Thursday, February 9, 2012

Solar Power in Mali: A Miracle for Women

Less than one percent of rural communes in Mali have electricity. But in Sirakorola, the administrative centre of a commune located 120 kilometers outside the capital city of Bamako, solar power is synonymous with economic boom.

"Ever since we had the solar panels installed, women haven't been buying charcoal or kerosene for their household chores. We water our plants with the solar pump and our market gardens have become much more profitable," says Nana Sangaré. Sangaré, the mother of seven children, is deputy mayor and the chairwoman of a Sirakorola women's association. Her responsibilities range from market gardening and making food-grade ice to supervising her village's health center and its two schools.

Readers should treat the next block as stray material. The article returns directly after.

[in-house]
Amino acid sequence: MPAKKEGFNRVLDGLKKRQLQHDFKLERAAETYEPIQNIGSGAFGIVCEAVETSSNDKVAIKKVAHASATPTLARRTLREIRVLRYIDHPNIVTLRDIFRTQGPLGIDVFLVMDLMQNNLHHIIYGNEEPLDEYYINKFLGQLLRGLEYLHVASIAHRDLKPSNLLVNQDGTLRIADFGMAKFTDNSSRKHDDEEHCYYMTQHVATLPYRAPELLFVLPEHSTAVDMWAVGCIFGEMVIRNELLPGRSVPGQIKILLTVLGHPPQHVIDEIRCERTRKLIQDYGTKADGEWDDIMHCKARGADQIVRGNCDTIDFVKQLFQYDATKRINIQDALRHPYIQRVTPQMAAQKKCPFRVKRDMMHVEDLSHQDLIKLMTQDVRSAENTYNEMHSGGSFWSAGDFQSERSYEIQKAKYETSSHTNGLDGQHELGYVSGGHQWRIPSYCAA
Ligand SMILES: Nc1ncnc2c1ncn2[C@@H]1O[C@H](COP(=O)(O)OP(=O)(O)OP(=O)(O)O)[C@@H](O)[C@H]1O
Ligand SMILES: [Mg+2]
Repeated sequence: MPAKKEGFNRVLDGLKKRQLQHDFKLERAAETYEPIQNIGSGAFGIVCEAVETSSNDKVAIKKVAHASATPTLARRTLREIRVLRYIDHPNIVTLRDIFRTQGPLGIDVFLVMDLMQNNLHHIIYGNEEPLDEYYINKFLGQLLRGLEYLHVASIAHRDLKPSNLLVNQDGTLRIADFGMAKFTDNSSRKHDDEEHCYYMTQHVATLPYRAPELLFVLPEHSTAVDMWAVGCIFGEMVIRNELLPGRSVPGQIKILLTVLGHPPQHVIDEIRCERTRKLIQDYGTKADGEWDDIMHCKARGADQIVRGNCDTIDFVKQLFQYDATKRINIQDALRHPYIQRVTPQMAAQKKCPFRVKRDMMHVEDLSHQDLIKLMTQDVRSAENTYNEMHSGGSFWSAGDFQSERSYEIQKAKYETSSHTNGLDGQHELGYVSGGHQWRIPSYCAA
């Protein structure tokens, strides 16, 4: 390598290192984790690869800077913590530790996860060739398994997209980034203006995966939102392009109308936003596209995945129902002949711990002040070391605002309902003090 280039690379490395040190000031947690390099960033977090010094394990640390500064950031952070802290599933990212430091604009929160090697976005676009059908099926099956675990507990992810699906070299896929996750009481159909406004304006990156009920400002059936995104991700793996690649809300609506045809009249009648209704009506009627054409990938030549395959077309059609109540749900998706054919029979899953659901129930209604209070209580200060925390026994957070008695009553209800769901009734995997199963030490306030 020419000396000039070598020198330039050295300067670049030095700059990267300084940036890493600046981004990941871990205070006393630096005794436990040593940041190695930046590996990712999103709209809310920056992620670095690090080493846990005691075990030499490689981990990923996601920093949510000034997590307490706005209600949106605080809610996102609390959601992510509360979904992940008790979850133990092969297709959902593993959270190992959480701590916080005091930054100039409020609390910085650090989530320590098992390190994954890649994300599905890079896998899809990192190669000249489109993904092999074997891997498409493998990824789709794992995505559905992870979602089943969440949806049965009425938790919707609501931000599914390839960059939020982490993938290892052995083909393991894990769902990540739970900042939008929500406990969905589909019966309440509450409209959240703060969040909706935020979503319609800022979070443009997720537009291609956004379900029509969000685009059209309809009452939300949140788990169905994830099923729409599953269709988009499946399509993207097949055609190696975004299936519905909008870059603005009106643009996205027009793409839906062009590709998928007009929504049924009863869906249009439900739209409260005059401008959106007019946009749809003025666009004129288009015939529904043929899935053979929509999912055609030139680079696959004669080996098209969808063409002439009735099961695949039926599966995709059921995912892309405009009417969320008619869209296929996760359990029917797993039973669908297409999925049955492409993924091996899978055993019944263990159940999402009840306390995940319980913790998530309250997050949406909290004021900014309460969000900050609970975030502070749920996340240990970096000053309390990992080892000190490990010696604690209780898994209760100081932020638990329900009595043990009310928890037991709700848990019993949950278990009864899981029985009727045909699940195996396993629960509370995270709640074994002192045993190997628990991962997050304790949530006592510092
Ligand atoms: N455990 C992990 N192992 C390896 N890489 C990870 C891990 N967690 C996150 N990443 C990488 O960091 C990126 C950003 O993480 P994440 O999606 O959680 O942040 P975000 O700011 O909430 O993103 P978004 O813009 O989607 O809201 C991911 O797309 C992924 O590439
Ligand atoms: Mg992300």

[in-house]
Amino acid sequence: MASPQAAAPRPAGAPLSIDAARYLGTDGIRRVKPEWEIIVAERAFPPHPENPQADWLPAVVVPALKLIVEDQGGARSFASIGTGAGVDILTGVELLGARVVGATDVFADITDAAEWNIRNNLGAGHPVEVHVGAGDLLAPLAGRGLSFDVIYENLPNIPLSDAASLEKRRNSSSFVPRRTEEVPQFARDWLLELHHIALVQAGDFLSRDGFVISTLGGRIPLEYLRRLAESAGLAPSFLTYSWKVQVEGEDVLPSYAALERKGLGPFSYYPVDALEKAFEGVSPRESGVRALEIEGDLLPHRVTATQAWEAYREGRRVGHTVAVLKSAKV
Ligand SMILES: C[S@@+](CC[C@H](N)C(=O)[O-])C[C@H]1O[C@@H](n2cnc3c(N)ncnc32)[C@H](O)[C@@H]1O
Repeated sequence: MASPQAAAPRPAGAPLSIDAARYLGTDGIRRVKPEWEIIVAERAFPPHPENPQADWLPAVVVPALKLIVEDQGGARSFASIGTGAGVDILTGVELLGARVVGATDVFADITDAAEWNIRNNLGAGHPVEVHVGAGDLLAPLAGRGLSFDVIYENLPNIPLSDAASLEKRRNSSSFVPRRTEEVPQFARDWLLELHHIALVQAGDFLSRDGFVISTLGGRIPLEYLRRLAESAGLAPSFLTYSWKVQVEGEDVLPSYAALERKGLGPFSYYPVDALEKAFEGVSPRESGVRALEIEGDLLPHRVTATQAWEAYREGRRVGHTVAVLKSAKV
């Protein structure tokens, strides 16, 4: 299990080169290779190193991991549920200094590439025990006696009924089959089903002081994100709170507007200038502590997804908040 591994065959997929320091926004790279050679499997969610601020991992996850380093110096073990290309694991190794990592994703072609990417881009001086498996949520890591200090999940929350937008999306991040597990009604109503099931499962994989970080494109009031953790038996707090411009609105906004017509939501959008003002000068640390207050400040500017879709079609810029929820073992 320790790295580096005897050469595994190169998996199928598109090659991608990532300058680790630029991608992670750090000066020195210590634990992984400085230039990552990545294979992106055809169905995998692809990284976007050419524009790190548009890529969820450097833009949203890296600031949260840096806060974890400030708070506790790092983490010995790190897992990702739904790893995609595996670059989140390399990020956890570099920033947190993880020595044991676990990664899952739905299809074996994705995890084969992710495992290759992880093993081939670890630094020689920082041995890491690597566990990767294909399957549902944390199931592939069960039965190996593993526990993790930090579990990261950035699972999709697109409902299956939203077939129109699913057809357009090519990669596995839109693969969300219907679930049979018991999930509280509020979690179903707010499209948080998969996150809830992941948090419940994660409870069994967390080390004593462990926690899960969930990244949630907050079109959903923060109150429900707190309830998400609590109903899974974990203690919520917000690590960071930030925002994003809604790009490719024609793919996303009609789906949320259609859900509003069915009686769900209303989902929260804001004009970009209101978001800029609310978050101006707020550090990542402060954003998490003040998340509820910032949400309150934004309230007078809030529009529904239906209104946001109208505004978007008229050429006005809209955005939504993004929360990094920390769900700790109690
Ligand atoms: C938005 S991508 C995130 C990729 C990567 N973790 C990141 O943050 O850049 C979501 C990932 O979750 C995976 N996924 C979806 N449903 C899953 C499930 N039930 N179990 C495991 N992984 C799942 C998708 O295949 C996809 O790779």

“Before this project, we didn’t have any income at all. Now I earn 3000 CFA Francs daily (around $6), which allows me to provide for my children’s needs,” SangarĂ© explains. More than 30,000 people living in the commune’s 55 villages benefit directly from the Malian National Program for Renewable Energy for the Advancement of Women (PENRAF), a project started by the Malian government in 2003.

Source: UNDP
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